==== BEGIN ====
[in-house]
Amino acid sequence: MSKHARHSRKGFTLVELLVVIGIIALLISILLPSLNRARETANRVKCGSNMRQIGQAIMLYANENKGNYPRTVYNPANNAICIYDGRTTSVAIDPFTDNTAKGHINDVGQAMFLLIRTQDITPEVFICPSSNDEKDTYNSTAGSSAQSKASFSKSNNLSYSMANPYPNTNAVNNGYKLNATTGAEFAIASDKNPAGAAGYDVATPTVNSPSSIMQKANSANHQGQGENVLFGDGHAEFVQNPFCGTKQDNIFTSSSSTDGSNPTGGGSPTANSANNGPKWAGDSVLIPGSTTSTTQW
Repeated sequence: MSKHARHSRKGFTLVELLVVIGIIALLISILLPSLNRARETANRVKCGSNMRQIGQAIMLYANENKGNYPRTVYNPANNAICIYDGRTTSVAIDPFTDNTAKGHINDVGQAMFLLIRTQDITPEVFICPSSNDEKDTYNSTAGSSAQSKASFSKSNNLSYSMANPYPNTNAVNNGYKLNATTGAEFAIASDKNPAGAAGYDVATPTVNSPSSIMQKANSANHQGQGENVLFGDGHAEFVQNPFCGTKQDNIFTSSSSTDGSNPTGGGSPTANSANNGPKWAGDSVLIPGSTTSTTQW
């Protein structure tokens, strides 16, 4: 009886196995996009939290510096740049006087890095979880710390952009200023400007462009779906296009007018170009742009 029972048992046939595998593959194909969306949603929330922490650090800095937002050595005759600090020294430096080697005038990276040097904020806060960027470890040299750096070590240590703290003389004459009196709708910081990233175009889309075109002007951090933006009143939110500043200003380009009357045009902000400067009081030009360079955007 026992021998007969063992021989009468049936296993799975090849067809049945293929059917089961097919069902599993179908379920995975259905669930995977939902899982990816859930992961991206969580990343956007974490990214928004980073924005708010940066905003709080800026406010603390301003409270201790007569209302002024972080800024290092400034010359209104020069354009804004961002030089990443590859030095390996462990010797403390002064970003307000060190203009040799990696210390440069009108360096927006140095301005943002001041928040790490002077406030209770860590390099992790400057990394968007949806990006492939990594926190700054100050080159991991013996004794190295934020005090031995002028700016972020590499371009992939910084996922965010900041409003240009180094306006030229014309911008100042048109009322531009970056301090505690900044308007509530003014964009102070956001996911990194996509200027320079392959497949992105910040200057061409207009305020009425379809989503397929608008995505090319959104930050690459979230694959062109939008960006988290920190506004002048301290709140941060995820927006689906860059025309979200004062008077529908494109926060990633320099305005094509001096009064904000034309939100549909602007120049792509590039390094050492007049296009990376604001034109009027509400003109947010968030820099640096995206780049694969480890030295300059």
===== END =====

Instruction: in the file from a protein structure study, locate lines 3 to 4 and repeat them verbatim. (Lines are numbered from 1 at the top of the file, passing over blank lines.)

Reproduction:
Repeated sequence: MSKHARHSRKGFTLVELLVVIGIIALLISILLPSLNRARETANRVKCGSNMRQIGQAIMLYANENKGNYPRTVYNPANNAICIYDGRTTSVAIDPFTDNTAKGHINDVGQAMFLLIRTQDITPEVFICPSSNDEKDTYNSTAGSSAQSKASFSKSNNLSYSMANPYPNTNAVNNGYKLNATTGAEFAIASDKNPAGAAGYDVATPTVNSPSSIMQKANSANHQGQGENVLFGDGHAEFVQNPFCGTKQDNIFTSSSSTDGSNPTGGGSPTANSANNGPKWAGDSVLIPGSTTSTTQW
């Protein structure tokens, strides 16, 4: 009886196995996009939290510096740049006087890095979880710390952009200023400007462009779906296009007018170009742009 029972048992046939595998593959194909969306949603929330922490650090800095937002050595005759600090020294430096080697005038990276040097904020806060960027470890040299750096070590240590703290003389004459009196709708910081990233175009889309075109002007951090933006009143939110500043200003380009009357045009902000400067009081030009360079955007 026992021998007969063992021989009468049936296993799975090849067809049945293929059917089961097919069902599993179908379920995975259905669930995977939902899982990816859930992961991206969580990343956007974490990214928004980073924005708010940066905003709080800026406010603390301003409270201790007569209302002024972080800024290092400034010359209104020069354009804004961002030089990443590859030095390996462990010797403390002064970003307000060190203009040799990696210390440069009108360096927006140095301005943002001041928040790490002077406030209770860590390099992790400057990394968007949806990006492939990594926190700054100050080159991991013996004794190295934020005090031995002028700016972020590499371009992939910084996922965010900041409003240009180094306006030229014309911008100042048109009322531009970056301090505690900044308007509530003014964009102070956001996911990194996509200027320079392959497949992105910040200057061409207009305020009425379809989503397929608008995505090319959104930050690459979230694959062109939008960006988290920190506004002048301290709140941060995820927006689906860059025309979200004062008077529908494109926060990633320099305005094509001096009064904000034309939100549909602007120049792509590039390094050492007049296009990376604001034109009027509400003109947010968030820099640096995206780049694969480890030295300059």